Message from the Dean: Spring 2018 v1
Bringing to close another successful academic year with an exciting future ahead.
As we bring another successful academic year to a close, I welcome this opportunity to share with you the pride I have in our students and faculty. With support from alumni and friends, the Michigan State University College of Music continues to flourish through performance, scholarly work, competitions and awards, inclusivity and outreach, and exciting plans for our future.
It was another excellent year of music making. A wide range of dynamic performances were featured, from Handel’s Messiah and Mendelssohn’s Elijah to principal string players from the Detroit Symphony Orchestra joining cellist Suren Bagratuni; from the contemporary yMusic ensemble to the Renaissance vocal ensemble Tallis Scholars; from Carnival of the Animals, the music of Camille Saint-Saëns, to the opera Hansel and Gretel by Engelbert Humperdinck; and from the unique Latin IS America series and the Jorge Glem Trio to the annual Jazz Artists in residence series and the Jazz Spectacular featuring the great jazz bassist Ron Carter. It has certainly been a year to remember.
While our students and faculty rehearsed and worked their craft, interacting with a wide variety of guest artists, they still managed time to win a wide variety of competitions and awards. A partial list includes:
- Our Percussion Ensemble earned their way into the winner’s circle at the Percussive Arts Society International Convention, the ultimate conference for percussionists;
- Undergraduate senior Drew Kilpela was selected as the winner in the 2018 American Trombone Workshop, Division II Jazz Competition;
- Composition faculty member Zhou Tian’s “Concerto for Orchestra” was nominated for a Grammy Award in the Best Contemporary Classical Composition category;
- Saxophone student success included Kyle Landry who took first place in 2017-18 North American Saxophone Alliance composition competition and Julian Velasco who won the prestigious Vandoren Emerging Artist Competition;
- Jazz faculty Michael Dease and Xavier Davis were honored with a Grammy as part of renowned bassist Christian McBride’s Big Band which won Best Large Jazz Ensemble;
- Trombone professor Ava Ordman was recognized with the International Trombone Association’s Neill Humfeld Award, given for Excellence in Trombone Teaching; and
- Jazz trumpet faculty Etienne Charles was recognized with a National Association for the Advancement of Colored People Image Award for his work on vocalist Somi’s Petite Afrique recording, the Outstanding Jazz Album that featured Charles as co-producer, trumpeter, composer, percussionist and arranger.
All of these recognitions and achievements are in addition to the innovative thinking and entrepreneurial pursuits readily found in our community.
Take for example our students who were recognized during our Running Start Competition for their inventive ideas which included new products, pilot programs and musical pursuits. Among them are graduate bassoonist Natalie Law who is in the process of creating an innovative bassoon teaching system. At the same time, faculty member Tasha Warren spearheaded an idea and worked with graduate student Emily Roberts to create a concert series for people with special needs, the first of which was held this spring at the MSU Community Music School.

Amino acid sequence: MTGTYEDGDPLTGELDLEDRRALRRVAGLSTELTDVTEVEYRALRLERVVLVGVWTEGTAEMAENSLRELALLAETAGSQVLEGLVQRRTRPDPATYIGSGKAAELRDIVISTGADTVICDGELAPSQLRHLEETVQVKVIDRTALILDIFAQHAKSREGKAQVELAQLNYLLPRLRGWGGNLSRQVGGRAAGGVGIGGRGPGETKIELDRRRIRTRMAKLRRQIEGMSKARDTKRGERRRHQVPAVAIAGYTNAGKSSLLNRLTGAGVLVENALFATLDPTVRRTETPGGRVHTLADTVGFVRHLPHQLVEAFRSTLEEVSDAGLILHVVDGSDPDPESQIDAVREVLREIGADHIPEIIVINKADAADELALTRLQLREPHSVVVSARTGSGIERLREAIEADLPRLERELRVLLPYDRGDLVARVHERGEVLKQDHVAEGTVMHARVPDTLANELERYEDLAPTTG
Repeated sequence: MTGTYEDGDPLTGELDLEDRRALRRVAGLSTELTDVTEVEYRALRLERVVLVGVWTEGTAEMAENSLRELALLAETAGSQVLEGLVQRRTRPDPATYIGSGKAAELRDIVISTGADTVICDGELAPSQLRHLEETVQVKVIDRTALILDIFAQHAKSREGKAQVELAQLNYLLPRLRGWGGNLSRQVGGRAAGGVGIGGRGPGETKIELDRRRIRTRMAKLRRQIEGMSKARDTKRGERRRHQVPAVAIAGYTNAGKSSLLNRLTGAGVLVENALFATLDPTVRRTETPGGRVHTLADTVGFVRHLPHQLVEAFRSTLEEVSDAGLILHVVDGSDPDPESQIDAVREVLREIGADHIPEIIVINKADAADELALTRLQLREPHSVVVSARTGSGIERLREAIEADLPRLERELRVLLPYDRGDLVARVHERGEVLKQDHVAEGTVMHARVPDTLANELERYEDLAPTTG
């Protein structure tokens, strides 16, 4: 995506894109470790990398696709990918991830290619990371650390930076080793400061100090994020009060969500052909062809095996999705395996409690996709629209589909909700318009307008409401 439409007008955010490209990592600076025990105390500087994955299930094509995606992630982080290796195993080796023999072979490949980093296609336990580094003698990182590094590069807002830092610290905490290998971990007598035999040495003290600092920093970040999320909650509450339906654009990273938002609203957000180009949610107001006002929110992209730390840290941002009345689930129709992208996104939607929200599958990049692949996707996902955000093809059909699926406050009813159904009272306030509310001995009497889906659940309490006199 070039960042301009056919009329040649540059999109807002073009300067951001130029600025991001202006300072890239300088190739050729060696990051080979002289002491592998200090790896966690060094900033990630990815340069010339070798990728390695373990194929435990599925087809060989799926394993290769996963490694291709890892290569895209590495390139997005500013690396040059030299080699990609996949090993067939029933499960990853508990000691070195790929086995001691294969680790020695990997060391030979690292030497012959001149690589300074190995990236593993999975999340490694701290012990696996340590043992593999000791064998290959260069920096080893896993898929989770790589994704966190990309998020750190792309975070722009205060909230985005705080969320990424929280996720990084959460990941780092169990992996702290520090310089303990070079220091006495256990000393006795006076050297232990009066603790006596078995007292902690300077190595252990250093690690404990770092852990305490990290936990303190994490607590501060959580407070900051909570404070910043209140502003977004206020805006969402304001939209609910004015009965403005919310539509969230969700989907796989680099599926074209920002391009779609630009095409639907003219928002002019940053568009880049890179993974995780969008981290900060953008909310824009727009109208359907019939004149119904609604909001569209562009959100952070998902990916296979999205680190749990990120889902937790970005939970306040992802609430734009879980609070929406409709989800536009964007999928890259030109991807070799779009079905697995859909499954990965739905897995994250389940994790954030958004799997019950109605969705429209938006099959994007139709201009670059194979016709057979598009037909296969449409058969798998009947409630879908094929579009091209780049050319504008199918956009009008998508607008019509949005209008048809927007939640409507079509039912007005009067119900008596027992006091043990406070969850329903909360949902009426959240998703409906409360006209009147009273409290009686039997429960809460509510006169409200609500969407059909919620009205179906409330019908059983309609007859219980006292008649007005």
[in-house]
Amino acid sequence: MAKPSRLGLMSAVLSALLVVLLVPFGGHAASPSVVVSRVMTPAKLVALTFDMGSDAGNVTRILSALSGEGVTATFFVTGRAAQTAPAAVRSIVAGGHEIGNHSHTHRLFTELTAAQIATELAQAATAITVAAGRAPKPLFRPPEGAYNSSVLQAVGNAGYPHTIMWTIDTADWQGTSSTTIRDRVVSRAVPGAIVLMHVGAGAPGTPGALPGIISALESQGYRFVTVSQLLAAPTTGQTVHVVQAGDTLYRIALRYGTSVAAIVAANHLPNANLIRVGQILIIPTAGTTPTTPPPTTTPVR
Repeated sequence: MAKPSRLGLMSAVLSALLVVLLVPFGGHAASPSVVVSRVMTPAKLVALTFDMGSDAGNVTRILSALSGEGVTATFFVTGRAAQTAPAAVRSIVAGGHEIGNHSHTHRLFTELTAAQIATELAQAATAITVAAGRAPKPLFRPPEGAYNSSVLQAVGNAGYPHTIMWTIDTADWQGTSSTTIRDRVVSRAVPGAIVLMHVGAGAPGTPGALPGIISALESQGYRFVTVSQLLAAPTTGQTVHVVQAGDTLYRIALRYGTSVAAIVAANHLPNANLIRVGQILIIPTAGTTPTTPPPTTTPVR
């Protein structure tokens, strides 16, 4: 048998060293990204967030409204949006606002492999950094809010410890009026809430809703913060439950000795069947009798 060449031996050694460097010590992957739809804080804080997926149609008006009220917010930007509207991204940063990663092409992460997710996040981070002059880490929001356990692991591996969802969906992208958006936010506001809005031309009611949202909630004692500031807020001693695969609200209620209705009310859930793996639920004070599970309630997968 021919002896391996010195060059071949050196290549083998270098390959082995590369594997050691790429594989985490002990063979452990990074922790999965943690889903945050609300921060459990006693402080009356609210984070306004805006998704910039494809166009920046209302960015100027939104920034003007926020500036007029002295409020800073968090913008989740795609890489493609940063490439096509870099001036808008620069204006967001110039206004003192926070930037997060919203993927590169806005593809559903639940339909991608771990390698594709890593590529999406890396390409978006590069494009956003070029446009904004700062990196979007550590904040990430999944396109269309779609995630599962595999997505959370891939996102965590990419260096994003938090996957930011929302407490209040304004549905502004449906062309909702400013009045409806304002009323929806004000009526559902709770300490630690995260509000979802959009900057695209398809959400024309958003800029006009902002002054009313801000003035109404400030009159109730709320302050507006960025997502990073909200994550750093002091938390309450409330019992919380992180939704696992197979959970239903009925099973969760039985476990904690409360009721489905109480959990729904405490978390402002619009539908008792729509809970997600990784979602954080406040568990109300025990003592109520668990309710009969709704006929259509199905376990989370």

Our faculty are innovators, too. In fact, this year saw the debut of a first-of-its-kind music theory conference led by Michael Callahan and Gordon Sly that included scholarly presentations on topical pieces of music from the past 100 years followed by live, professional performances of those same works. They created a unique approach to scholarly presentations which captured the attendance and participation of people from around the country.
All of this success and hard work has taken place in our aging facilities, despite cramped and inadequate space. To address that, I am happy to share that the MSU Board of Trustees recently approved a motion to proceed with construction of a 35,000 square foot Music Pavilion to be built immediately west of our current site toward Adams Field. The project will include approximately 8,500 square feet of renovated space in the Music Building, and the work will begin soon. I thank the alumni, friends and donors who have enthusiastically supported this project and helped us to raise over $10 million toward our $17.5 million fundraising goal. There remain many opportunities to be a part of this major transformation in the college, and I encourage you to reach out to us and determine how you can help to make it a reality.
Our students, our faculty and our staff continue to work in the classroom, practice rooms, and stages to support our continued achievements, in part by fostering open dialogue in our community. Success in our future depends on it, and we are working hard on many fronts to ensure we build and maintain an inclusive, safe, challenging and productive work and learning environment.
James Forger, Dean
College of Music